college or university. You get the money so long as your marlfs and worlc 
are good. If your work does not hold up and you can't complete the course 
sueeessfullyf you will lose your scholarship. That is, you will be reduced 
to the grade of private. There is no stigina attached to thi.? reduction. It 
is Jtist as much an administrative reduction as your promotion upon 
coming here was administrative. What we arc after is successful grad^ 
mates and everyone in the School will be happy if you complete your work 
successfully and hold the grade or rating you now have. 

The biggest part of your job is to learn the specialty to which you 
are assigned. That may be cable splicer, radio repairman^ radio operator,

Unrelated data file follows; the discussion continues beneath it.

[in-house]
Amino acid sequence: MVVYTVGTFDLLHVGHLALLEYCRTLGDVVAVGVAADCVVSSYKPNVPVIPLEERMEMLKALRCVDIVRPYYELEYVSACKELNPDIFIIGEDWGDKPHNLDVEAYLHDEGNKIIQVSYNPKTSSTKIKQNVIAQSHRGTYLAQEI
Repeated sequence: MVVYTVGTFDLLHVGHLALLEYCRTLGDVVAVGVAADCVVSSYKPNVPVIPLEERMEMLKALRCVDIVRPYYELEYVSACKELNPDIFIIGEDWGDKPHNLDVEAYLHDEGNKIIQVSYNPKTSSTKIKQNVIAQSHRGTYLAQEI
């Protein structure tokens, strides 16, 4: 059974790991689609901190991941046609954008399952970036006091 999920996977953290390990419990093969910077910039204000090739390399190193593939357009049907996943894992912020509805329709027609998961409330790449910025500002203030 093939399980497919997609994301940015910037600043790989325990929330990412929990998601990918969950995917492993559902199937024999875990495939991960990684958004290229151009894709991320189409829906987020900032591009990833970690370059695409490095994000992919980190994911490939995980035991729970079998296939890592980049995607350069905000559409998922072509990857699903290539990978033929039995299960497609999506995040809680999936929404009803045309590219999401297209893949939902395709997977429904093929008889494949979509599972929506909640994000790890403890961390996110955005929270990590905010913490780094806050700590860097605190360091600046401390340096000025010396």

wine chief J or any one ot a dozen more specialties, To learn your job, you 
wlil go to school six hours a day. In most of the oourses^ that is not 
enoEi<;b time to learn your %vor]t, unless you are already experienced or 
unless you are ext^eptionally quiclt. To offer you an opportunity for 
additional study, each company sets aside a period of an hour and a 
half for you, when you may stud>' if you wish. INTo one will compel you 
to unless you are getting behind in your work. You will know, yourself, 



whp-thcr you npod this time for study or whether you can go off to the 
PX Instead. Signal Corps men must do their jobs many a time without 
m.uc]i supervision, The-y ieam to stay on the job until they "get the mes- 
sage through," Using this time to study if you need it is a beginning of 
that training; to stick to your job until lt'5 done, regardless of whether you 
are watched or not.